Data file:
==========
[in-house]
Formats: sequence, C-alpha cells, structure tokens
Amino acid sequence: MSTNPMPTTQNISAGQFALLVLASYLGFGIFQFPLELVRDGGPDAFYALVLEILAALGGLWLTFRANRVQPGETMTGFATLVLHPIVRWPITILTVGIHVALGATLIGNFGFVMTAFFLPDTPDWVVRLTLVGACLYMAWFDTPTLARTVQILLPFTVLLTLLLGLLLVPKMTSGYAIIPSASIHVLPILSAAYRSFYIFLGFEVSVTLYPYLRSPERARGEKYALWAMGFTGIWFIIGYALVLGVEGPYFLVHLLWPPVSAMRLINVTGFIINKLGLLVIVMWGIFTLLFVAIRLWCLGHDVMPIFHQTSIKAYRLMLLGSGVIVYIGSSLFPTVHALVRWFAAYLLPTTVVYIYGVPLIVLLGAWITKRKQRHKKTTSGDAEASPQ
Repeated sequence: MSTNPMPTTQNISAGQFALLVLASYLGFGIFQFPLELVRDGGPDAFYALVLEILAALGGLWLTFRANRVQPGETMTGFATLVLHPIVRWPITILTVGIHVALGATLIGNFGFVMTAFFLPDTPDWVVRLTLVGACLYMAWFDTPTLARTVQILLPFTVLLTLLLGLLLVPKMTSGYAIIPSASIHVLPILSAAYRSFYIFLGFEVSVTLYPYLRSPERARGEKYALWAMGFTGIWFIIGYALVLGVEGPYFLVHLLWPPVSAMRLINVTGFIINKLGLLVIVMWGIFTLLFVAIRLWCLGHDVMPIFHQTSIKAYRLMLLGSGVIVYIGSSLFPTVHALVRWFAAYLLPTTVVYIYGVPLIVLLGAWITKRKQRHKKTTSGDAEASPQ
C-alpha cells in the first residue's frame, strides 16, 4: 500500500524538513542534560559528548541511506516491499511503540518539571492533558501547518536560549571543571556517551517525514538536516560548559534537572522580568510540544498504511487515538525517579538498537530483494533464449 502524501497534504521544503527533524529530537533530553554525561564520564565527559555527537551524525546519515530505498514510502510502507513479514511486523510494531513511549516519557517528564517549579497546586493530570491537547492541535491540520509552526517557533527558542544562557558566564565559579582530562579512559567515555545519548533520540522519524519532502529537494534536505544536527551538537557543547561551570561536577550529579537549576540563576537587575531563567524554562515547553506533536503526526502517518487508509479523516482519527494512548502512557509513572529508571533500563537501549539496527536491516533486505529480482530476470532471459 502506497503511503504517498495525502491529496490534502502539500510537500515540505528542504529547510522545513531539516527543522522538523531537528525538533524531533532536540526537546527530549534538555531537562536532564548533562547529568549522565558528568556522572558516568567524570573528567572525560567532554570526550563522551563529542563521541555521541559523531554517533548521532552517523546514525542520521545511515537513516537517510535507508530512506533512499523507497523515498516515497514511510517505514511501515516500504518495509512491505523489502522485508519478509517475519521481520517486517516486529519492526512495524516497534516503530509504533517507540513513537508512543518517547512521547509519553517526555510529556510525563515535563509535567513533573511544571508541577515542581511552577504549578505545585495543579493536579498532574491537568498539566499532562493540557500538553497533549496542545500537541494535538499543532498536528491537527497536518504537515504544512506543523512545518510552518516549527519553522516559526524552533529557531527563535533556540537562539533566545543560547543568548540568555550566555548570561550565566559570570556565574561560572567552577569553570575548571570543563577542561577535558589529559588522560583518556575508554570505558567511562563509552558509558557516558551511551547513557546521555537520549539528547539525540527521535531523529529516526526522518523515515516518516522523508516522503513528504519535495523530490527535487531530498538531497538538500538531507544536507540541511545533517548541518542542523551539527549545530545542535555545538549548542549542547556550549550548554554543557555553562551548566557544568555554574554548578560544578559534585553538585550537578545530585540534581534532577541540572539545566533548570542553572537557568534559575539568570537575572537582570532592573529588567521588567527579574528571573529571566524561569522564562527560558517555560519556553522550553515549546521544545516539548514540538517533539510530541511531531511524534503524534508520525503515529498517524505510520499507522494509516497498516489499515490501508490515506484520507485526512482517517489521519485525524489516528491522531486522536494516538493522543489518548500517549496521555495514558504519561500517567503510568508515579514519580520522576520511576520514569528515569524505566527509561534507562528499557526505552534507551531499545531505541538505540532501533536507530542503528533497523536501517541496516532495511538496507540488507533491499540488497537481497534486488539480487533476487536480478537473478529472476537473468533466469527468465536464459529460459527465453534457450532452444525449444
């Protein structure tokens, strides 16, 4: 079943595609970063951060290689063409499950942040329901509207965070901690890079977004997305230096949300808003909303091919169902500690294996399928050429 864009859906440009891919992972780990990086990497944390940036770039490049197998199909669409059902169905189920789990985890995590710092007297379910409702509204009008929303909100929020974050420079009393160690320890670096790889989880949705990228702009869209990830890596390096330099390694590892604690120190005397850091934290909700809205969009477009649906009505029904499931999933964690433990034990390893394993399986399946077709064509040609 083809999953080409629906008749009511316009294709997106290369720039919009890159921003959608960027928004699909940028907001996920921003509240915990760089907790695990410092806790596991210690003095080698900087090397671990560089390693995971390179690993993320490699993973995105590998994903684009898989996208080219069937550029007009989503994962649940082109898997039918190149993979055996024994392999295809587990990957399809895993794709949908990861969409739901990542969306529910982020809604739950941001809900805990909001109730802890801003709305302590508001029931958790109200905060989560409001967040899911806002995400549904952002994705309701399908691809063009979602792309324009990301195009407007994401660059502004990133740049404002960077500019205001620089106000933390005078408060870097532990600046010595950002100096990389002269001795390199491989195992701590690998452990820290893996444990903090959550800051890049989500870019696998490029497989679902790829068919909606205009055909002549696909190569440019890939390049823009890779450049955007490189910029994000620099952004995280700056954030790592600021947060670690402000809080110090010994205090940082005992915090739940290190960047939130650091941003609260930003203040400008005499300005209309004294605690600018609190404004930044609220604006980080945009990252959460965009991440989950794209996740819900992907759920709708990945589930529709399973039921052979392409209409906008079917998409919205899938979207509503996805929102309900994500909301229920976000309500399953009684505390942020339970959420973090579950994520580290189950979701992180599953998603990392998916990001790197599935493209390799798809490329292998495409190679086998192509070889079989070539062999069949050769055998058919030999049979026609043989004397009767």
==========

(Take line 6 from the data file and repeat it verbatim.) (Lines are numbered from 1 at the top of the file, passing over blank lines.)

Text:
């Protein structure tokens, strides 16, 4: 079943595609970063951060290689063409499950942040329901509207965070901690890079977004997305230096949300808003909303091919169902500690294996399928050429 864009859906440009891919992972780990990086990497944390940036770039490049197998199909669409059902169905189920789990985890995590710092007297379910409702509204009008929303909100929020974050420079009393160690320890670096790889989880949705990228702009869209990830890596390096330099390694590892604690120190005397850091934290909700809205969009477009649906009505029904499931999933964690433990034990390893394993399986399946077709064509040609 083809999953080409629906008749009511316009294709997106290369720039919009890159921003959608960027928004699909940028907001996920921003509240915990760089907790695990410092806790596991210690003095080698900087090397671990560089390693995971390179690993993320490699993973995105590998994903684009898989996208080219069937550029007009989503994962649940082109898997039918190149993979055996024994392999295809587990990957399809895993794709949908990861969409739901990542969306529910982020809604739950941001809900805990909001109730802890801003709305302590508001029931958790109200905060989560409001967040899911806002995400549904952002994705309701399908691809063009979602792309324009990301195009407007994401660059502004990133740049404002960077500019205001620089106000933390005078408060870097532990600046010595950002100096990389002269001795390199491989195992701590690998452990820290893996444990903090959550800051890049989500870019696998490029497989679902790829068919909606205009055909002549696909190569440019890939390049823009890779450049955007490189910029994000620099952004995280700056954030790592600021947060670690402000809080110090010994205090940082005992915090739940290190960047939130650091941003609260930003203040400008005499300005209309004294605690600018609190404004930044609220604006980080945009990252959460965009991440989950794209996740819900992907759920709708990945589930529709399973039921052979392409209409906008079917998409919205899938979207509503996805929102309900994500909301229920976000309500399953009684505390942020339970959420973090579950994520580290189950979701992180599953998603990392998916990001790197599935493209390799798809490329292998495409190679086998192509070889079989070539062999069949050769055998058919030999049979026609043989004397009767």